Changing landscape of political conflict and social antagonisms in the country has thrown up challenges that exceed the scope of existing peace-building structures and thinking. This lacuna has exacerbated the divisions in the society that post-war peace arrangements were supposed to have erased.
Among others, as we prepare to meet and hang heads at Bintumani III, the urgent questions inviting reflection by the actors that will be on stage and the nation at large include the following:-
- Whose thinking is shaping the peace-building agenda in the country?
- What are the conceptual, methodological and paradigmatic issues in the face of complex conflict, peace and security challenges?
- Where is the national effort in rethinking the research and policy agenda in the evolving peace-building terrain?
- Are such national efforts contributing to new knowledge and practice in nation peace-building?
- What, if anything, is new and/or transformational in these efforts?
- What are the relationships between these national efforts and international engagements on this peace-building terrain?
- If concerted efforts are not at the heart of this terrain, what should be done to enable collective leadership in peace-building thinking and practice?
As such, the key points we should look forward to coming out of the Bintumani III Peace dialogue are:
- The new challenges in the current national security terrain threatening established frameworks, existing capacity and approaches of both the government and the people.
- A paradigm shift in the approach to peace building required to unlock the potential of political economic, social and cultural actors to overcome the challenges to building and sustaining peace.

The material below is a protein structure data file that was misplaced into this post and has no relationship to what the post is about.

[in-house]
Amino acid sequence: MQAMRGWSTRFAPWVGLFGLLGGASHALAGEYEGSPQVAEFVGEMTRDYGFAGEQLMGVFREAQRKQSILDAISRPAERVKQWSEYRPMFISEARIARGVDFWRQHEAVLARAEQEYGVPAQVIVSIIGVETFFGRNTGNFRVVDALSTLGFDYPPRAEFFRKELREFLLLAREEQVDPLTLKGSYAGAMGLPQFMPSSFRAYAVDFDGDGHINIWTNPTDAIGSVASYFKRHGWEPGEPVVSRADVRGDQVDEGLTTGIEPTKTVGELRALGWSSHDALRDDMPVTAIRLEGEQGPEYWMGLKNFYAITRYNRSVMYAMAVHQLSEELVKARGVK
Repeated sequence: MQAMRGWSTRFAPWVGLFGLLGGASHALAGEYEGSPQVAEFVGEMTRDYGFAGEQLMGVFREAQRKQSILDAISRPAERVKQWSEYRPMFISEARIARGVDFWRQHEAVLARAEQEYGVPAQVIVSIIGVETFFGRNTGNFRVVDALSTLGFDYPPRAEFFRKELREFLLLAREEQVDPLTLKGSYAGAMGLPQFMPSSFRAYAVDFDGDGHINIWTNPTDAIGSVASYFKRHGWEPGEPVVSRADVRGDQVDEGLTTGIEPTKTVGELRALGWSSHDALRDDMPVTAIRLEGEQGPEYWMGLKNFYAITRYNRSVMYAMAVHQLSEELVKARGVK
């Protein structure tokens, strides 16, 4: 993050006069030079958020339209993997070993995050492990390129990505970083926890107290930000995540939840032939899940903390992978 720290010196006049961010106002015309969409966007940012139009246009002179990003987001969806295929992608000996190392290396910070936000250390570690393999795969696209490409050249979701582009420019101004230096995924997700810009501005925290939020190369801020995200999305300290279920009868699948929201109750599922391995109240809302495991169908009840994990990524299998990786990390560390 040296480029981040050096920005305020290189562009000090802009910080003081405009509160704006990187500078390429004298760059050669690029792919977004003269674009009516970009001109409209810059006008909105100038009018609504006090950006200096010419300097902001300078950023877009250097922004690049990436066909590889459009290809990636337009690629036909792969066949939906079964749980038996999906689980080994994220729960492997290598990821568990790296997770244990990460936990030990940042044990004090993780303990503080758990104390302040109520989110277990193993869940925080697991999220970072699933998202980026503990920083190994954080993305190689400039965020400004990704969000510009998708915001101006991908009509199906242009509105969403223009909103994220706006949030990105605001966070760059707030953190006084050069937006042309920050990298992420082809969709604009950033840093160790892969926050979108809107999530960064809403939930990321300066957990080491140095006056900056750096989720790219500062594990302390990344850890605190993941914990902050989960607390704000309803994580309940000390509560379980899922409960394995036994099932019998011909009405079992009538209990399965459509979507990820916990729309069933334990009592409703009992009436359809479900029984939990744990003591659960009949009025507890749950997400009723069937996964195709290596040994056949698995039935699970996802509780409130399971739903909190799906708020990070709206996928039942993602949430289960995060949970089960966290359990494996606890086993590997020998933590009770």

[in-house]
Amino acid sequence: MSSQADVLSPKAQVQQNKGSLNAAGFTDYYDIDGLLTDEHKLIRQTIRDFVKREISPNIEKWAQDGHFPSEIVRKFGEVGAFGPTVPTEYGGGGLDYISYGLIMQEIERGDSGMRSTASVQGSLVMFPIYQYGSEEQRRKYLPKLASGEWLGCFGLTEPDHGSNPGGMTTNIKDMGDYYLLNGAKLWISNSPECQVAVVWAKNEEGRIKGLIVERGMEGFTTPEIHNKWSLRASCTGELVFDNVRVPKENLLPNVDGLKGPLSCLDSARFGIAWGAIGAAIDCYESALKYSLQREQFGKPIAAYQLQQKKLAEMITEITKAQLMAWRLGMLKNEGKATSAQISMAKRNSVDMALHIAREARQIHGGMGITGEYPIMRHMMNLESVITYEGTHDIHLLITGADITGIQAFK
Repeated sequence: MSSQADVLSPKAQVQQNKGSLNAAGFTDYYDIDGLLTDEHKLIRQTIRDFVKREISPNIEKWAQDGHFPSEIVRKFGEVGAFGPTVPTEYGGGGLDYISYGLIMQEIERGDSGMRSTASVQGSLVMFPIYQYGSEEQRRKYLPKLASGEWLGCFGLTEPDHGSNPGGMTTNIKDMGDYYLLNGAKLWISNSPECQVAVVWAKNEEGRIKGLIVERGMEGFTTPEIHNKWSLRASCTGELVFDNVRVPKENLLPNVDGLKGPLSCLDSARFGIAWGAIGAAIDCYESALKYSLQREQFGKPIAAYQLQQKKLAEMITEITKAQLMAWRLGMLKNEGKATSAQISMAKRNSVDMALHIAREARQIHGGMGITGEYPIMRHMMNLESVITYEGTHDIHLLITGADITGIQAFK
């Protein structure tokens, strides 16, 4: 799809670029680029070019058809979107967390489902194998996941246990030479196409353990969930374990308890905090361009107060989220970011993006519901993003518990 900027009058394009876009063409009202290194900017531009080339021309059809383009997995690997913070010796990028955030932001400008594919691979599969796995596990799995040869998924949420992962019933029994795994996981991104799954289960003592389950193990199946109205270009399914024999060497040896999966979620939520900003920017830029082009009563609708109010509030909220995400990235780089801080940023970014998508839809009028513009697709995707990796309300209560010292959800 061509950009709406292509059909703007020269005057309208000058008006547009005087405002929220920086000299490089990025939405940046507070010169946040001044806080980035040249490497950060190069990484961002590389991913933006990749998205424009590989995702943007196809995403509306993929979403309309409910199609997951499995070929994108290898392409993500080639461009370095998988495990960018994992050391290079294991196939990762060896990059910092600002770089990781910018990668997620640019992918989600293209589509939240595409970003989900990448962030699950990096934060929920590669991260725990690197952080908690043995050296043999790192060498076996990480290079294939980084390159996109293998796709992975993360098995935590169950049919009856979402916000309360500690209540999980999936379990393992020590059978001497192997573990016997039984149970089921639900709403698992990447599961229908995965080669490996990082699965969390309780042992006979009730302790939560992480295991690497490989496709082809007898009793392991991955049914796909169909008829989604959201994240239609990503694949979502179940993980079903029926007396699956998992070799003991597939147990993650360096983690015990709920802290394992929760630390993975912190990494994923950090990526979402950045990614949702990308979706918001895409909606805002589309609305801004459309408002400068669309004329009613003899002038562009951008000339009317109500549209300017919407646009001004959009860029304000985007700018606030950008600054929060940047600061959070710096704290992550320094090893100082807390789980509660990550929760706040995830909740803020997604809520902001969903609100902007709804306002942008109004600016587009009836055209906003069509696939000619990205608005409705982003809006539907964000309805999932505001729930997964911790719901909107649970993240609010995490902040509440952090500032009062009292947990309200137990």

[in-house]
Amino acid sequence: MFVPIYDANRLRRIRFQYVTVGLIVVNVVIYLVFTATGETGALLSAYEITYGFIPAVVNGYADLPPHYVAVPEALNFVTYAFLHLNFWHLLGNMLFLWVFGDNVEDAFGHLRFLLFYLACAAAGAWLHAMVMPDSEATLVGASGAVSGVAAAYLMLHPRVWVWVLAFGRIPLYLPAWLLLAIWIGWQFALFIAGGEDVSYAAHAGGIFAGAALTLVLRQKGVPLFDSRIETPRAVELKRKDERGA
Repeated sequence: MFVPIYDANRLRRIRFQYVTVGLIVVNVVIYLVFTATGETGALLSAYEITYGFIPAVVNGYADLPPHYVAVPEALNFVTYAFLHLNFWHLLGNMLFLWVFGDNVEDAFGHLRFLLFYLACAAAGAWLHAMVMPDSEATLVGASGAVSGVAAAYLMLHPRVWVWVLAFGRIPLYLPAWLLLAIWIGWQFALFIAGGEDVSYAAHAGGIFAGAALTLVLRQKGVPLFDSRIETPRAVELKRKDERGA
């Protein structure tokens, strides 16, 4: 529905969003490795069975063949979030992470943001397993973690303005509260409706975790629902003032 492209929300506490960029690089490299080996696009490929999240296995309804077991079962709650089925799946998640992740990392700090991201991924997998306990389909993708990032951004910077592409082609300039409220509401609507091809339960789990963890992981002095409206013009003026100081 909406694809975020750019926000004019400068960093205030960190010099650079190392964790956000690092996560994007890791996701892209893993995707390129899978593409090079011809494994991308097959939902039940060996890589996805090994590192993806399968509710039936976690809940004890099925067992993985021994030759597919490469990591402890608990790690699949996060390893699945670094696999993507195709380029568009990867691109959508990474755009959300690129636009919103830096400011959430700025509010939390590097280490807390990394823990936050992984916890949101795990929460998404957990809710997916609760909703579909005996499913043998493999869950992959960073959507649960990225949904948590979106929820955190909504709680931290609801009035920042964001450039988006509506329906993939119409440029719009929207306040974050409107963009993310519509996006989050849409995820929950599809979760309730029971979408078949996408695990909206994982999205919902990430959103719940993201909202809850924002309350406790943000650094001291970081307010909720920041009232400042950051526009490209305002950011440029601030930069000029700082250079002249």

- Conflict and crisis provide the opportunity for a re-organization of the status quo, and for pivotal moments of potential change and creative innovation that can drastically alter the power and justice dynamics of the country.
- There is a range of actors – from the local to the international, the state to the non-state; from those traditionally involved in peace and security issues and also to those only now coming into the conversation – that are part of, or work in concert with, the peace and security architecture. Ways of working in complementarity with all of these actors need to be identified and put in place.
- It is important to understand that peace-building as the entire range of interventions intends to maintain, restore and /or sustain peace and security within a given context. While often-used to refer specifically to post-conflict activities, peace-building should also include any activities associated with conflict prevention, peace-keeping and peace-making.
- Peace-building models and processes need to take into account the range of understandings, priorities and concerns generally contained under the umbrella in terms of peace and security.
- Strategies need to take into account the non-military and non-violent aspects of conflict, and broader human security considerations.
- There is need to integrate communities of practice, communities of policy and communities of thought in developing peace-building strategies, processes and interventions, drawing from local examples to develop a toolbox of approaches to peace-building.
- The nature of the state needs to be revisited and new models addressing the social contract between state and citizen developed for the twenty-first century, taking into account citizen aspirations, realities, priorities and citizen-led processes.
- Issues of social and economic justice need to be central.
- Citizens have as much to contribute to the discourses on peace-building as they have to benefit from them. Strategies and approaches developed need to be documented, theorized and made available to the national community.
- As critical, as Marcella Samba Sesay of CGG notes, the document emerging from the Bintumani III conference should like important human development documents that have been previously worked out not be left to gather dust on the shelves but vigorously, systematically and diligently implemented for the benefit of this and yet unborn generations of Sierra Leoneans.